If our diets contained no protein then our bodies would start to break down muscles in order to produce the protein it needs – our bodies are good at storing fats and some sugars but not good at storing proteins.  It is therefore necessary to continually replace the protein that our bodies use.

Most people view carbohydrates as “bad” foods. Found in breads, pastas, cereals, and almost everything sweet, carbohydrates receive a bad reputation for causing weight gain. In reality, carbohydrates provide energy your body needs to help you function throughout the day. They are the fuel that keeps your body moving, similar to the way petrol functions for a car.

Scientifically, carbohydrates are organic compounds that contain a saccharide (sugars). some people describe it as carbohydrates are foods that your body uses to make glucose. Specifically, amylase (an enzyme in your body) breaks down the carbohydrates you eat to produce glucose, giving you energy. Glucose can be used right away (as seen in diabetics or long distance runners), or your body may store it for use later. There are 2 different types of carbohydrates: simple and complex. 

Simple Carbohydrates

Simple carbohydrates are typically digested and absorbed faster in the body. They are more commonly known as sugars and are found naturally in fruit, vegetables and milk products. You will also see simple carbohydrates in processed foods. Added sugars should be limited in the diet; naturally occurring sugars, such as those found in fresh fruit and milk, contain vitamins and minerals that are useful to your body.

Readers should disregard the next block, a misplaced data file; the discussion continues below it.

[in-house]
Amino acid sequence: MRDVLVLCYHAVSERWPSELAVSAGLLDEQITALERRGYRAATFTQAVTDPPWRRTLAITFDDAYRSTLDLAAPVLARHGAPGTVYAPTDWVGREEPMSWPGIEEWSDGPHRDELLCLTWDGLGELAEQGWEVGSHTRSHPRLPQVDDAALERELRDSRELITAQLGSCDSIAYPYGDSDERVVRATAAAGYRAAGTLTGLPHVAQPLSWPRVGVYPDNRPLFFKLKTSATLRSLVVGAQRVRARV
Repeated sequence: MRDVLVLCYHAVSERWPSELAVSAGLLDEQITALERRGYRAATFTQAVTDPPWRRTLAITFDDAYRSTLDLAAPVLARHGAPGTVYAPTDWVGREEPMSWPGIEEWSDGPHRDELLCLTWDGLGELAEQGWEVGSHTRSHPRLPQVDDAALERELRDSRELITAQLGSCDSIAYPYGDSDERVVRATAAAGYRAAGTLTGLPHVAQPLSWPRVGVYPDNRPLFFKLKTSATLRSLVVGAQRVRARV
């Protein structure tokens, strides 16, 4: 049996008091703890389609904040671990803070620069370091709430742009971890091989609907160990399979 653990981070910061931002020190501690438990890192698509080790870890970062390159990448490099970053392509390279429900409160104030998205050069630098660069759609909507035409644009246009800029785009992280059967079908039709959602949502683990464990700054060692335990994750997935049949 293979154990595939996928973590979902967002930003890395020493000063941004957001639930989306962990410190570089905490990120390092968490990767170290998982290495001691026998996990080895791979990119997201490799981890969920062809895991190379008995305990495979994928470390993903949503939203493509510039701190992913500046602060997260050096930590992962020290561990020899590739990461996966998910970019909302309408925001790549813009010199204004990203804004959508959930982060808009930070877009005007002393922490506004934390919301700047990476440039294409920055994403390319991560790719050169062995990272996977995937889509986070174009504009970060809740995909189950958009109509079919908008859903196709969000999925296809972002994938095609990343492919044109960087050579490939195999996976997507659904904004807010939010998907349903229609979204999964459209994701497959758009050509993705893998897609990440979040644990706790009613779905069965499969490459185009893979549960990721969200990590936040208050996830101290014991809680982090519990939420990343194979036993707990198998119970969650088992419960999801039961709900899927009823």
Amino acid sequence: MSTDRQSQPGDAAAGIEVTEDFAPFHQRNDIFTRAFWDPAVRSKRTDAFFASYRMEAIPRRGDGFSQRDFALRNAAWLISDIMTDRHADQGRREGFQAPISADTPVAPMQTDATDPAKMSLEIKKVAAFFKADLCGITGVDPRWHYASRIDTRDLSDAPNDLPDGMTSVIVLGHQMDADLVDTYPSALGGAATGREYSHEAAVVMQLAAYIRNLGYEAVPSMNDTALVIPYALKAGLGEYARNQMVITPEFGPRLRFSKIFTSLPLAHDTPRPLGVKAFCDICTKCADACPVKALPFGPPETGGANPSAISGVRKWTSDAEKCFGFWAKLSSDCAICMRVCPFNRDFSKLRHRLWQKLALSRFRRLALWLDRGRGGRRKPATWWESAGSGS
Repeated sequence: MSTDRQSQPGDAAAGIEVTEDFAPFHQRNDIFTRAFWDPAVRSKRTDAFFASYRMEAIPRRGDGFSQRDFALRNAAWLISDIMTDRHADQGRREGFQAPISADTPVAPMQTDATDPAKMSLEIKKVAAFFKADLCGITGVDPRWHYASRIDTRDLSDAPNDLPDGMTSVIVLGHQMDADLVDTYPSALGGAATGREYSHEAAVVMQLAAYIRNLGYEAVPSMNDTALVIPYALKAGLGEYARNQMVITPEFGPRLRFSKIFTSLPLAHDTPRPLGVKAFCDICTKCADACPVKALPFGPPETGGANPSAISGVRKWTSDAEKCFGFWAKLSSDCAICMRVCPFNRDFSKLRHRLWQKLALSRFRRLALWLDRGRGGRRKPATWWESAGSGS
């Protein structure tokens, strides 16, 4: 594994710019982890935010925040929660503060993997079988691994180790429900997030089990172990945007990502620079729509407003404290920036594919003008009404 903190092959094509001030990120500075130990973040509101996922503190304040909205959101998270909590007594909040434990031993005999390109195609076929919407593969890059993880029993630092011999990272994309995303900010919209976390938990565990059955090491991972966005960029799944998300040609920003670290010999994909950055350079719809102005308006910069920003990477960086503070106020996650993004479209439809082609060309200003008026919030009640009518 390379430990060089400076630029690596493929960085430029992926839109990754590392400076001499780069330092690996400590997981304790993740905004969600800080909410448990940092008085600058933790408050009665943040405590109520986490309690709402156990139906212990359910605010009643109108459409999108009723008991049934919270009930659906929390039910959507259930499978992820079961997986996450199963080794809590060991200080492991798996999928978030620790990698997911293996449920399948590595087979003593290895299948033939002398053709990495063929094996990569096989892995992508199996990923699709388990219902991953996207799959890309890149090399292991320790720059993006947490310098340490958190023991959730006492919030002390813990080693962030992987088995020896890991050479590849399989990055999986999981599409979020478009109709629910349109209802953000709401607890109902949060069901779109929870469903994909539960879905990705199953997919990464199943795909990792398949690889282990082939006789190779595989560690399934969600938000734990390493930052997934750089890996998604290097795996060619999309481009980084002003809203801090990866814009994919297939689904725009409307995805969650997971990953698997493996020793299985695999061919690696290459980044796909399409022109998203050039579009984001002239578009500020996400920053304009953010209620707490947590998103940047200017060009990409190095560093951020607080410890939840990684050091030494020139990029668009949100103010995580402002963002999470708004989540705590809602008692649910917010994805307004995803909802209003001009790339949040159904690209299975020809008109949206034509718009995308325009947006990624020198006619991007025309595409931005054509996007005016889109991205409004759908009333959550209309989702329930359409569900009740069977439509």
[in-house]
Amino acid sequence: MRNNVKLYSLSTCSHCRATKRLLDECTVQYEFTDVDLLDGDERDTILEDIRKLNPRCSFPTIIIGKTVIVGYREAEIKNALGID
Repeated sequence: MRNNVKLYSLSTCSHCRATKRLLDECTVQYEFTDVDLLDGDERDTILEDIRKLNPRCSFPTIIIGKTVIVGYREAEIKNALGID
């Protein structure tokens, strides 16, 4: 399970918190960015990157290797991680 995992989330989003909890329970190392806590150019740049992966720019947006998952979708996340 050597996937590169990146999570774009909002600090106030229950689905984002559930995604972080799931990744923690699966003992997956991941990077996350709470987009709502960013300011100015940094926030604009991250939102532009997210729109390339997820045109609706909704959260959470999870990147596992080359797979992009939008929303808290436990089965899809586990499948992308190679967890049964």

Complex Carbohydrates

Complex carbohydrates include starches and fibre. They must first be digested before being used as energy. Foods high in starch include vegetables (peas, corn, and potatoes), beans and lentils, white bread, white rice and crackers. Fibre is also found in most of these foods; it is the part of the plant that is not digested by the body. Other examples of fibre rich foods include whole wheat bread, oatmeal, whole grain cereals, fruit, and brown rice. Incorporating more of these foods into your diet will help provide you with energy, while helping you limit your portions, since it keeps you feeling fuller longer.

A calorie* is a unit of energy that is used to measure the amount of energy stored in food. One food calorie is the amount of energy

MORE SCIENCE: The Calories you see on food labels are actually kilocalories, and are also called food calories. One kilocalorie is equal to 1,000 calories. This is why food calories are listed as “Calories” with a capital C. One Calorie equal 4,184 joules of energy.

YOUR BODY NEEDS FOOD ENERGY

You need energy to survive – to breathe, move, pump blood and more! Your body gets this energy from food. The number of calories in a food item is a measure of how much potential energy that food has.

•A gram of carbohydrates has 4 calories

•A gram of protein has 4 calories

•A gram of fat has 9 calories

Foods are a combination of these three building blocks. So if you know how many carbohydrates, fats and proteins are in a food, you can figure out how many calories, or how much energy, that food contains.